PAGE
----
Suicide is the tenth leading cause of deaths in America. According to the American Foundation for Suicide Prevention, in every 12.3 minutes an American takes his life and 1.6 million lives are lost annually. A significant majority (90 percent) had psychiatric disorder at the time of their death.
Suicide rates are the highest during spring time which can trigger allergies and mood swings leading to difficulties in coping with the environment and causing depression. Alcohol and drug abuse have also become chief reasons for suicide. Individuals who have experienced a traumatic experience or persistent sadness are more likely to resort to harmful substances to cope up. Some even go to an extent of mixing pain relievers and antidepressants with other drugs or alcohol, which forms a toxic cocktail and gives the desired effects. It is hard to decipher whether drug poisoning occurs because a person intentionally overdosed or genuinely lacked foresight.
Here are a few reasons why a person caught in the dragnet of substance abuse is more likely to kill himself/herself:
1. Uninhibited behavior: When a person is under the influence of drugs or alcohol he/she is more likely to display erratic behavior. Even a person who is otherwise not plagued by any psychiatric problems will shed inhibitions and indulge in risky behavior, such as consuming an additional bottle of beer when already high, driving in a drunk state or engaging in unsafe sex.
2. Increased vulnerability to psychosocial stressors: A person who is dependent on drugs or alcohol is more vulnerable to psychosocial stressors such as divorce, loss of job and marital problems than someone who is not. They could feel threatened and insecure and ultimately give up. In addition, if they try to quit the addictive habit, they experience painful withdrawal symptoms, which could bring back past memories. That could be the final nail in the coffin for someone who is isolated and vulnerable.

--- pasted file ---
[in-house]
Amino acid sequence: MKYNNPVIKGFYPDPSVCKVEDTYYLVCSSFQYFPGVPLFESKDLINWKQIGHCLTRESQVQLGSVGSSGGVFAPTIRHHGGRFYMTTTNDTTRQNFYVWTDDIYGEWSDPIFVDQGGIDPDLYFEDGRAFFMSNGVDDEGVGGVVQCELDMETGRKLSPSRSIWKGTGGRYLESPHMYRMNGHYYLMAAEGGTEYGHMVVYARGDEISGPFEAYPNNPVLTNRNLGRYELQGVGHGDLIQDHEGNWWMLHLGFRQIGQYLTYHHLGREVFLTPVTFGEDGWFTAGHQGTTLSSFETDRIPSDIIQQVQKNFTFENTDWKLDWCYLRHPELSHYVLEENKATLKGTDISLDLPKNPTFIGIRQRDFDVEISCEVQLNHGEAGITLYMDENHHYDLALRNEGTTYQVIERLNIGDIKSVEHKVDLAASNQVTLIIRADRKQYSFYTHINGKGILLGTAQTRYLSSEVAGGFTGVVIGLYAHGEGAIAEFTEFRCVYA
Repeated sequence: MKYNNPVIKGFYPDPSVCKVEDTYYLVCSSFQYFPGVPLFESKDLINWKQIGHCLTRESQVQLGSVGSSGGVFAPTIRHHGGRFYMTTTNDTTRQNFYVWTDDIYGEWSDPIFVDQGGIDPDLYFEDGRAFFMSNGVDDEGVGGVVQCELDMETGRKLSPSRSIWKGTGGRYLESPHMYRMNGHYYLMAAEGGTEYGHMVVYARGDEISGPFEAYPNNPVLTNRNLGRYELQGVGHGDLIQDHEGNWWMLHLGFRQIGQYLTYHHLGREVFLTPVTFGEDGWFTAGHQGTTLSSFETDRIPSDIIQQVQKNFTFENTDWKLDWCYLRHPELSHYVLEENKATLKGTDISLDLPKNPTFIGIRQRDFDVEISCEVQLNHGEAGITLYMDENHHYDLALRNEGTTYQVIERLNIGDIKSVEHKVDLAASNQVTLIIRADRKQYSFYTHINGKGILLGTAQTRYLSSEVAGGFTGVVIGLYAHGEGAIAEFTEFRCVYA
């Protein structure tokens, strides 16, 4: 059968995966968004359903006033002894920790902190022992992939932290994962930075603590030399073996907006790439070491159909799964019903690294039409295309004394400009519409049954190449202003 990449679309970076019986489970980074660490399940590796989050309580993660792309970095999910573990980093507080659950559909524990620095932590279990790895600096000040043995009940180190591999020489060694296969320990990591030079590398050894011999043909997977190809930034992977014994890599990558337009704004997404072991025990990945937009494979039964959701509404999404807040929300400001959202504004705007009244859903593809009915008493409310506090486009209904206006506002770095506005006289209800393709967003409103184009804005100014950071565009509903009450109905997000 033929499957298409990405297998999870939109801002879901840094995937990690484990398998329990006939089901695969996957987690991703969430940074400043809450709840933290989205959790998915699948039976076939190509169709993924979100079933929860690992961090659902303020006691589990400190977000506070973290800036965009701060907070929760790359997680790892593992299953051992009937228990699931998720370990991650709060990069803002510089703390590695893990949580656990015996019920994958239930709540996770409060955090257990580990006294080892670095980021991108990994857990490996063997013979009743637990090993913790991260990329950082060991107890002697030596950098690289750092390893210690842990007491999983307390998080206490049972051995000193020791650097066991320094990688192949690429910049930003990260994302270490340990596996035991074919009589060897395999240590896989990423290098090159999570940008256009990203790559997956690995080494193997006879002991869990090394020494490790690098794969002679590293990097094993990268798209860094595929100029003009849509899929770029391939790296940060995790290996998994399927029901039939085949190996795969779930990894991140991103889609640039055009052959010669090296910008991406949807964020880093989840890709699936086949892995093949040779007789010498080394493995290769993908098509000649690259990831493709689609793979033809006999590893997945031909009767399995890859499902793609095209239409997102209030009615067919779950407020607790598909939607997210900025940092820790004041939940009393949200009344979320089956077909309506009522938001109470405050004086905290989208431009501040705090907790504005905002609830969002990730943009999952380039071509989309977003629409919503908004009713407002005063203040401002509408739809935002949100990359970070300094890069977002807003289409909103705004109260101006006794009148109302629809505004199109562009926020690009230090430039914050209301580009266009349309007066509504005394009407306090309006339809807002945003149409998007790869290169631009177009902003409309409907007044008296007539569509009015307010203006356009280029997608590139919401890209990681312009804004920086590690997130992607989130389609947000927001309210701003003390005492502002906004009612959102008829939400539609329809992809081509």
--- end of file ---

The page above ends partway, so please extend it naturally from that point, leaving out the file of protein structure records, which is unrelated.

3. Comorbid mental health problems: There is a cause and effect relationship between mental illness and substance abuse. Certain drugs that act on the central nervous system function as a catalyst and trigger the symptoms of a mental disorder. For example, adolescent marijuana use is linked to onset of schizophrenia in later life.
Everyone needs a bit of love and care
It is generally observed that unless a person takes stringent measures to set his/her life right, victims of nonfatal overdoses are likely to try killing themselves using the same means the second time. Unfortunately, not all health care facilities have a provision of aftercare services for individuals who have recovered from substance abuse—where they do active follow-ups with patients to detect any symptoms of suicide ideation. When the patients go back home, most feel hopeless. They are susceptible to relapse and start the vicious cycle of addiction again.
While all a person needs is love and care and a reassuring shoulder to fall on, he/she may be subjected to constant speculation. In case of teens, the peers or staff could talk behind their back. The stigma of an attempted suicide and rumormongering could propel them further on the path of substance abuse.
Taking one’s life is never a solution to any problem. Neither is running away from stress and responsibilities by remaining consumed in drugs and alcohol. Instead, one could look out for options such as rehab and therapy.
Treating substance abuse and mental illness
Research has indicated that both the conditions are interlinked and one cannot be treated without taking care of the other. Psychiatrists should dig into the patient’s history to find traces of substance abuse or negate the possibilities of its existence. If one condition is left treated, it can exacerbate the other and continue to cause harm. Treating co-occurring disorders can be difficult keeping in mind that medications can have side effects. But it is possible with support and a good rehab center that is equipped to treat both the conditions simultaneously.
If you or a loved is suffering from a co-occurring disorder, the California Dual Diagnosis Helpline can assist you in locating the best dual diagnosis treatment centers in California offering customized plans to improve treatment outcomes. Do not hesitate to call at our 24/7 helpline 855-980-1736 or chat online with a representative to know more about the finest dual diagnosis rehab in California.